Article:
We know with absolute certainty that we are once and forever in God’s family because of the words of the One who created all that exists: “My Father, which gave [them] me, is greater than all; and no [man] is able to pluck [them] out of my Father’s hand” (John 10:29).
Paul confirms that the Rapture is a salvation matter as follows: “For God hath not appointed us to wrath, but to obtain salvation by our Lord Jesus Christ, Who died for us, that, whether we wake or sleep, we should live together with him. Wherefore comfort yourselves together, and edify one another, even as also ye do” (1 Thessalonians 5:9-11).
The Rapture will be Christ keeping us from the hour of temptation or Tribulation (read Revelation 3:10). The Tribulation is the time of God’s wrath–to which Paul tells us we are “not appointed.” However, there are many who insist that Christians who haven’t properly confessed their sins will go through that time of God’s wrath (and the entire seven years of the Tribulation will be God’s judgment and wrath). These use the following verse to make their case: “Watch ye therefore, and pray always, that ye may be accounted worthy to escape all these things that shall come to pass, and to stand before the Son of man” (Luke 21:36).
The key word they hold forth as relevant here is the word “worthy.” Does this word not mean that we as born-again believers must be good enough to stand before Jesus in that raptured throng? Does this word not mean, therefore, that if we fail to live up to God’s standards while on this Earth, we will (at some point in God’s holy view of what it takes to fall from being Rapture ready) lose our ticket in that translation moment, thus not be taken when the shout is heard, “Come up hither!”?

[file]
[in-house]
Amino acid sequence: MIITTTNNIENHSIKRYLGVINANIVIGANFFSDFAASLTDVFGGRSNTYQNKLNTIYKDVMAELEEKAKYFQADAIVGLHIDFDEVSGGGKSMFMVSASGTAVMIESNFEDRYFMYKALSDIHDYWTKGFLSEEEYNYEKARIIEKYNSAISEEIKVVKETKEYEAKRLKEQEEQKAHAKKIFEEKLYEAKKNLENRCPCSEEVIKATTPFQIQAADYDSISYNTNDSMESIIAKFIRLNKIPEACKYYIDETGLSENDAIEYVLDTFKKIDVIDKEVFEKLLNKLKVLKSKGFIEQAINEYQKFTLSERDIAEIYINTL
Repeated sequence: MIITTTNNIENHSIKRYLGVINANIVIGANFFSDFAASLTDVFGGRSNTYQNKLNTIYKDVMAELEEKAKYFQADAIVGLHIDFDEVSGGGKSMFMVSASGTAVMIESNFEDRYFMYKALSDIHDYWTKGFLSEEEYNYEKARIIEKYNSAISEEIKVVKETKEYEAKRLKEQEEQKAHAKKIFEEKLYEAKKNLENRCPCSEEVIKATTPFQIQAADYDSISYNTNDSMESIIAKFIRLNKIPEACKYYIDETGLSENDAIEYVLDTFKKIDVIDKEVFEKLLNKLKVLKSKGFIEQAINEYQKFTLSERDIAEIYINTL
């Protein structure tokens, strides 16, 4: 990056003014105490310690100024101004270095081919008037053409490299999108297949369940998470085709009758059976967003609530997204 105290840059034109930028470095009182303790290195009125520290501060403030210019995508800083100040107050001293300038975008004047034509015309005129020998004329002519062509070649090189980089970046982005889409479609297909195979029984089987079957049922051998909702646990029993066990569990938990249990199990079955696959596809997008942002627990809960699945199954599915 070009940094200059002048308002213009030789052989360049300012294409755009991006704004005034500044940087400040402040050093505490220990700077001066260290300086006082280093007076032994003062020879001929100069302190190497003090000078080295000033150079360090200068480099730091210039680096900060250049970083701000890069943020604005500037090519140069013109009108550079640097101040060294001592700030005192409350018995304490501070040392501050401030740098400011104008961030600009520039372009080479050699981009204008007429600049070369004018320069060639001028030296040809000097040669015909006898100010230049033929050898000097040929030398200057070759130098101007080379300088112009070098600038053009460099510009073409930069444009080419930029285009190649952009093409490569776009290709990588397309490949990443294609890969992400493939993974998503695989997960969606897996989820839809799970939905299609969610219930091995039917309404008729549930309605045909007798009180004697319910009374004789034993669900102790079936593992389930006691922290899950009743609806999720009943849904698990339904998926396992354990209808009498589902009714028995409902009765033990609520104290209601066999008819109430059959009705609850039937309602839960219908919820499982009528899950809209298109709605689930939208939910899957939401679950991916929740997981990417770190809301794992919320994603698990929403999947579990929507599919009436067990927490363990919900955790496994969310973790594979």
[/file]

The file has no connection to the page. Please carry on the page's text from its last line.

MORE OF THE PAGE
Like in examining the issue of salvation itself, we now look at the word “worthy.” What does it mean to be “worthy,” as given in this Rapture example? Again, the answer is wrapped up in the same name as before: “Jesus.” Jesus is the only person “worthy,” in God’s holy eyes, to be in the heavenly realm.
Remember what Jesus said to a man who addressed Him as “Good Master”? “And Jesus said unto him, Why callest thou me good? none is good, save one, that is, God” (Luke 18:18).
Jesus, the second Person of the Godhead, was not seeking to chastise the man for addressing Him in this way. The Lord was confirming through this question that He is indeed God, the only good, the only righteousness. Righteousness is the only ticket to Heaven–either through the portal of death, or through the Rapture. Only through Jesus–being born again into God’s family through belief in Him–can a person enter the heavenly realm.
Jesus spoke to this all-important matter by addressing Nicodemus: “Jesus answered and said unto him, Verily, verily, I say unto thee, Except a man be born again, he cannot see the kingdom of God” (John 3:3).
God’s Word says about fallen mankind: “As it is written, There is none righteous no not one” (Romans 8:10) and, “For all have sinned and come short of the glory of God” (Romans 3:23).
So, Jesus is the only person “worthy” to enter Heaven. It is through Him that any of us are worthy to stand before Him in that heavenly realm. That is the truth found in the Scripture in question.
On a less magnificent scale, the word “worthy” in this passage means that we should be in a constant mindset of prayerful repentance. We should always want to be found “worthy”–cleansed of all unrighteousness, as stated in 1 John 1: 9, so that we will hear our Lord say to us on that day, “Well done, good and faithful servant” (Matthew 25:23).
That said, if you have in your heart (deepest reaches of your spirit/soul) believed in the death, burial, and resurrection of the Lord Jesus Christ and have confessed with your mouth that He is your Savior, your salvation is sure. You’re going to be with Him when He calls–either through death or in the Rapture. That is certain.